"We've had real good reproduction and recruitment, and our anglers are pretty happy," said Pontnack. "We're getting good, thick fish out of Beaver Dam, and it's been good for three to four years."

Beaver Dam Lake is located in Macoupin County, about seven miles southwest of Carlinville.

"The majority of the fish I see (during surveys) are in the 6- to 10-inch class," Pontnack explained. "But everyone I talk to in spring and fall, when the fishing is best, are telling me they're catching fish in the 10- to 14-inch range."

This disparity between sampling results and creel surveys is not all that uncommon when it comes to crappies. "They are difficult to collect via electrofishing," Pontnack said. "If you don't catch them on their beds, you don't see them. When they move into deeper water, it's too easy for them to avoid capture. That's why creel surveys are so important."

Fishing Beaver Dam Lake is slightly different than Siloam insofar as its topography is different. "Beaver Dam is more of a bowl shape," Pontnack said. "Here you really need to concentrate on vegetation, fish cribs and downed trees." A minnow and bobber is the classic presentation.

More information about the lake and surrounding area

can be received by contacting Beaver Dam State Park at (217) 854-8020 or by going online to Landmgt/ PARKS/R4/beaver.htm.

"This is an excellent fishery; it's been real, real productive," said Shawn Hirst, DNR fisheries biologist. "We've got a lot of 7- to 8-inch fish here, but we established a 9-inch limit in order to increase the average size and stabilize the boom-and-bust tendencies of the crappie population."

According to Janet, co-owner of the Top Of The Hill Bait Shop, this management philosophy has apparently paid off. "In spite of the very hot summer (last year), they were catching crappie all summer long. Guys were consistently catching 10- to 15-inch crappies that would weigh a pound to a pound and a half."

In addition to the size and creel limits imposed, Hirst explained that threadfin shad were also stocked in Kinkaid Lake. "If we can get them to overwinter, that should add a tremendous forage base that will certainly help the crappie."

Fishing conditions on this Jackson County lake can be rather unusual. "The north end of the lake can get real muddy after a rainstorm," said Hirst. "But the lower end is usually crystal clear with a lot of weed growth. It's like having two different lakes in one."

He further explained that the upper northwest end of the lake is shallow with a lot of structure, something that can assist in locating crappies in the spring.

One particular benefit of this location is the fact that you don't have to wait if you're anxious to get on the water. "We almost never have ice," Janet said. "And winter fishing has generally been excellent."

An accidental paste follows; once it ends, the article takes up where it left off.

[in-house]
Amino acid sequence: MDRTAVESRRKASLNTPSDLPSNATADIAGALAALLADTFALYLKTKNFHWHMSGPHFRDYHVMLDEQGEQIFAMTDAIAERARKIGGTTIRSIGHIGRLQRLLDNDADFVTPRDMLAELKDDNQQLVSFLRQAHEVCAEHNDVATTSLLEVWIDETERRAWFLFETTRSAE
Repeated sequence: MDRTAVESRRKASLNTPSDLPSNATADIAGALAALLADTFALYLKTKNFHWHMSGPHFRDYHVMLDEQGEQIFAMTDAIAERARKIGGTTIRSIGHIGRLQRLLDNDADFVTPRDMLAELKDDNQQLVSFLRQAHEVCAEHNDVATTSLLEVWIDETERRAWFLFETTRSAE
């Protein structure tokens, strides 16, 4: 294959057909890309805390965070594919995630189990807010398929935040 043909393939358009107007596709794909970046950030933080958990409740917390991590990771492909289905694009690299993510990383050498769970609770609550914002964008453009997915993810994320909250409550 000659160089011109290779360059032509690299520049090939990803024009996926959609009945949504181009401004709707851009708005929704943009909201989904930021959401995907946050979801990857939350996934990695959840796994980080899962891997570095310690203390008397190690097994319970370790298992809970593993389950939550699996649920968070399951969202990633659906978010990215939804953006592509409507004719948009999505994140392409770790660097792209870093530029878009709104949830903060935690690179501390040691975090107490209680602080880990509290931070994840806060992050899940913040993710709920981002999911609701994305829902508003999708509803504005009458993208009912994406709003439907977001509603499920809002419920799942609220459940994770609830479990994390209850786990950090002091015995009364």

She recommended working shallow water in early spring using minnows and jigs. As the water warms with the progression toward summer, she advised that anglers concentrate on submerged cover and dropoffs. During the hottest months, fish traditionally can be found in 12- to 18-foot depths, and minnows are the predominant offering.

"Take a ride around the lake before you start fishing; give yourself time to evaluate the options," Janet explained. "This was a farming area before it was dammed and flooded, and the result is a large lake with a wide variety of submerged cover that is not visible above water, and water depth can vary greatly."

Fishing maps can be quite useful at this location and they are available for purchase at the bait shop. Updated fishing reports and local information can be received by calling the Top Of The Hill Bait Shop at (618) 684-2923. Additional information can also be received by calling the Kinkaid Lake State Fish and Wildlife Area office at (618) 684-2867 or by visiting their Web site, located at PARKS/R5/Kinkaid.htm.

"It's really a gorgeous lake," Hirst said. "It's forested all around and it's bordered by state, local and federal land, so there's little development."

His sentiments were echoed by Ron Bryant, owner of The Bobber Shop. "This is a beautiful lake, one of the prettiest in this part of the state."

But beauty is hardly it's only attribute.

"Cedar Lake has an excellent population of crappie," explained Hirst. "While you won't find the numbers of crappie that are available at Kinkaid, this lake doesn't get the pressure they do over there. And there's no creel limit."

Bryant indicated that crappies in the 9- to 14-inch range are common, with the average at about 11 inches. His evaluation of the crappie population is based upon his personal experience as well as that of his clients.

"I was out recently and caught 30 fish, all in the 9- to 11-inch class," he said. "But two years ago I caught a 16-incher, and the year before that I caught my biggest at 17 1/2 inches!"

Finding crappie here, like most everywhere else, is best accomplished by finding structure. "There's lot of beaver huts, brushpiles and rockpiles," Bryant said. "The fish hold to this cover."